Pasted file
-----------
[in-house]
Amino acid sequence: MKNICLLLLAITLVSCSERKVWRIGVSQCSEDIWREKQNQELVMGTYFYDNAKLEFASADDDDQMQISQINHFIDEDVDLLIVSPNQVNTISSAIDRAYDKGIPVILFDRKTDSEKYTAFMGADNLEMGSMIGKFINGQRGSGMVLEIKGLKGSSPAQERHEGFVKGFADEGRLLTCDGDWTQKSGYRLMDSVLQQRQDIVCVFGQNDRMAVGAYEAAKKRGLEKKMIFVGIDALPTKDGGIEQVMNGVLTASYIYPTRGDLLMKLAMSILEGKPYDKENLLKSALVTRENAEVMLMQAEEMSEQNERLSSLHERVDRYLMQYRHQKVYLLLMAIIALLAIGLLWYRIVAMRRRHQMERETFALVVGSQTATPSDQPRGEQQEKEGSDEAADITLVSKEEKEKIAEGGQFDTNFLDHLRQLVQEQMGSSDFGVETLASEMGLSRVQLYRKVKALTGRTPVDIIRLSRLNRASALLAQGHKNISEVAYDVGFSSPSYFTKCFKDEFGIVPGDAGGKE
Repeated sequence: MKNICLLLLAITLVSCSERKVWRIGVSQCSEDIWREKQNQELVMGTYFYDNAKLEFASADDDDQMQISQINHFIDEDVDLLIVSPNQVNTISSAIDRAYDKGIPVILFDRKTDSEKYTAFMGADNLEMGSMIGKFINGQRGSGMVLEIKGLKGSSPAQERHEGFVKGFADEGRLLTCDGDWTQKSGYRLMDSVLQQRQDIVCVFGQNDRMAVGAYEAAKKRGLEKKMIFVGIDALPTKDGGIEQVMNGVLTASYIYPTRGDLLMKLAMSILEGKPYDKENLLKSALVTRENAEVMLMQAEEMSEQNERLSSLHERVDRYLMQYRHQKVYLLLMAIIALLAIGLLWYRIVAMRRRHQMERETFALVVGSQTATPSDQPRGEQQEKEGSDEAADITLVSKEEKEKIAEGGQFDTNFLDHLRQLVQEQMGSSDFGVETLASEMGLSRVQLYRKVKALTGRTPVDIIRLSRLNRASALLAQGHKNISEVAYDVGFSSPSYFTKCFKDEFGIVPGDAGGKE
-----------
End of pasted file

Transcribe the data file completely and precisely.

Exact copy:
[in-house]
Amino acid sequence: MKNICLLLLAITLVSCSERKVWRIGVSQCSEDIWREKQNQELVMGTYFYDNAKLEFASADDDDQMQISQINHFIDEDVDLLIVSPNQVNTISSAIDRAYDKGIPVILFDRKTDSEKYTAFMGADNLEMGSMIGKFINGQRGSGMVLEIKGLKGSSPAQERHEGFVKGFADEGRLLTCDGDWTQKSGYRLMDSVLQQRQDIVCVFGQNDRMAVGAYEAAKKRGLEKKMIFVGIDALPTKDGGIEQVMNGVLTASYIYPTRGDLLMKLAMSILEGKPYDKENLLKSALVTRENAEVMLMQAEEMSEQNERLSSLHERVDRYLMQYRHQKVYLLLMAIIALLAIGLLWYRIVAMRRRHQMERETFALVVGSQTATPSDQPRGEQQEKEGSDEAADITLVSKEEKEKIAEGGQFDTNFLDHLRQLVQEQMGSSDFGVETLASEMGLSRVQLYRKVKALTGRTPVDIIRLSRLNRASALLAQGHKNISEVAYDVGFSSPSYFTKCFKDEFGIVPGDAGGKE
Repeated sequence: MKNICLLLLAITLVSCSERKVWRIGVSQCSEDIWREKQNQELVMGTYFYDNAKLEFASADDDDQMQISQINHFIDEDVDLLIVSPNQVNTISSAIDRAYDKGIPVILFDRKTDSEKYTAFMGADNLEMGSMIGKFINGQRGSGMVLEIKGLKGSSPAQERHEGFVKGFADEGRLLTCDGDWTQKSGYRLMDSVLQQRQDIVCVFGQNDRMAVGAYEAAKKRGLEKKMIFVGIDALPTKDGGIEQVMNGVLTASYIYPTRGDLLMKLAMSILEGKPYDKENLLKSALVTRENAEVMLMQAEEMSEQNERLSSLHERVDRYLMQYRHQKVYLLLMAIIALLAIGLLWYRIVAMRRRHQMERETFALVVGSQTATPSDQPRGEQQEKEGSDEAADITLVSKEEKEKIAEGGQFDTNFLDHLRQLVQEQMGSSDFGVETLASEMGLSRVQLYRKVKALTGRTPVDIIRLSRLNRASALLAQGHKNISEVAYDVGFSSPSYFTKCFKDEFGIVPGDAGGKE